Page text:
Journal of modern European history, 2017-01-01, Vol.15 (1), p.72-84
This article explores classic Eurasianism as part of right-wing European intellectual history. Between the two world wars, the Eurasianists shared many ideas with other European right-wing ideologists and in particular with the authors of the German «Conservative Revolution»: anti-liberalism, a hostile attitude towards parliamentarian democracy, anti-capitalism and the anti-individualist idea of an organic whole against the atomisation of society. However, unlike French or British right-wing intellectuals, Eurasianists did not hope to unite Europe on an illiberal basis; what they instead had in mind was overcoming «European» values and institutions in Eurasia, of which they conceived as a separate continent between Europe and Asia. This idea has been revitalised by the Russian Neo-Eurasianist circles around Aleksandr Dugin that have become a central part in European networks of the new Right of the twenty-first century.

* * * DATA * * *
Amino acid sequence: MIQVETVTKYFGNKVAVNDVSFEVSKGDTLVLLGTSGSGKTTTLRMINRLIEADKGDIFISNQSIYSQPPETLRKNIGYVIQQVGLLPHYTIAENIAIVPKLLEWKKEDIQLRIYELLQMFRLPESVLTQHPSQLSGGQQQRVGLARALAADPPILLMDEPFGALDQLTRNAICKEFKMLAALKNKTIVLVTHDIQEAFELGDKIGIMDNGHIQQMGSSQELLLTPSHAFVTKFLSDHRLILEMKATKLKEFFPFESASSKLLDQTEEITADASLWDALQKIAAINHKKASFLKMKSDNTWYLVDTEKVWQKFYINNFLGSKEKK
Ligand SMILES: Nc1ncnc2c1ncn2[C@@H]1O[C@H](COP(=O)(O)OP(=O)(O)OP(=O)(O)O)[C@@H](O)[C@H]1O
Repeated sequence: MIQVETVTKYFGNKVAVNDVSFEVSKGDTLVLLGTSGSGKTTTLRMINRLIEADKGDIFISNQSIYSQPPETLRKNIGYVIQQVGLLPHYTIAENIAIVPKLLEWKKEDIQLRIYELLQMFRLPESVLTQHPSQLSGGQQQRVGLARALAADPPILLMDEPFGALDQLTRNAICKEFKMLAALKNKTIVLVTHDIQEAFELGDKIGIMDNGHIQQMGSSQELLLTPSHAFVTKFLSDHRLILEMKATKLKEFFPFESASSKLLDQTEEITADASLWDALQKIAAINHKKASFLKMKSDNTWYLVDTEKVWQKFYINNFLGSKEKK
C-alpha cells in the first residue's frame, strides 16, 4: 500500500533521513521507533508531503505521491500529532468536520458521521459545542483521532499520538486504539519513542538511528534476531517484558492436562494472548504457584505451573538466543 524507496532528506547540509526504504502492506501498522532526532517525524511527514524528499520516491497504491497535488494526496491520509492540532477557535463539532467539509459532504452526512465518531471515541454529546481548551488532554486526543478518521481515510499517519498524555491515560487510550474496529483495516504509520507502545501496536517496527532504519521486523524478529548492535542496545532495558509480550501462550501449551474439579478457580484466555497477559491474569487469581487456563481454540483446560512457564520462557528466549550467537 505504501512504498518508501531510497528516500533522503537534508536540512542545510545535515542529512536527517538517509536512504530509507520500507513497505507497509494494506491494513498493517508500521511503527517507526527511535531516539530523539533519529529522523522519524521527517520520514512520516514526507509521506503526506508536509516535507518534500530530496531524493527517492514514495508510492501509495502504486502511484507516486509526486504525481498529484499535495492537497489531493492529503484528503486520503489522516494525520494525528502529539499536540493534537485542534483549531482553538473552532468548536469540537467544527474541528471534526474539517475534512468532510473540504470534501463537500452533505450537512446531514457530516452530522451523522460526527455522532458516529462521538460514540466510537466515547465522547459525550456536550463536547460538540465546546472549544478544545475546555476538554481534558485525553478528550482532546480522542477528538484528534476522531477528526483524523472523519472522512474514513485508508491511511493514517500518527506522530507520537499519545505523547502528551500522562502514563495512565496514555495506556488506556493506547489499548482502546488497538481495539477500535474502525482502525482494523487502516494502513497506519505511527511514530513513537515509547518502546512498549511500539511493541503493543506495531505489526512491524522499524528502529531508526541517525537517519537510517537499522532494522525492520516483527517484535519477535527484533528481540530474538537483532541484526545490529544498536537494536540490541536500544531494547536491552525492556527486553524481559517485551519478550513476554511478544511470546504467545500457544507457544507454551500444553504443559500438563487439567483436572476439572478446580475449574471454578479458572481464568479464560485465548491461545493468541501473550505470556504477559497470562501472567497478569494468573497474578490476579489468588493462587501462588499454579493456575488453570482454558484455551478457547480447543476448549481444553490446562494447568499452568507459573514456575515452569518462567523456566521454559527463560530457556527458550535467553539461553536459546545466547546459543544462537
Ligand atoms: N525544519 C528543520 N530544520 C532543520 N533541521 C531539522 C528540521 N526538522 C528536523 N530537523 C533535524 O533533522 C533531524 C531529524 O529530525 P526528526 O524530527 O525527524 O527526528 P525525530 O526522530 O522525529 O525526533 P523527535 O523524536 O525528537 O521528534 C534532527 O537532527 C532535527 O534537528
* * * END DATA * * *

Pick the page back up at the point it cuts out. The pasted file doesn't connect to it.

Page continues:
Radical Conservatism in Europe in a Transnational Perspective, 1918–1939
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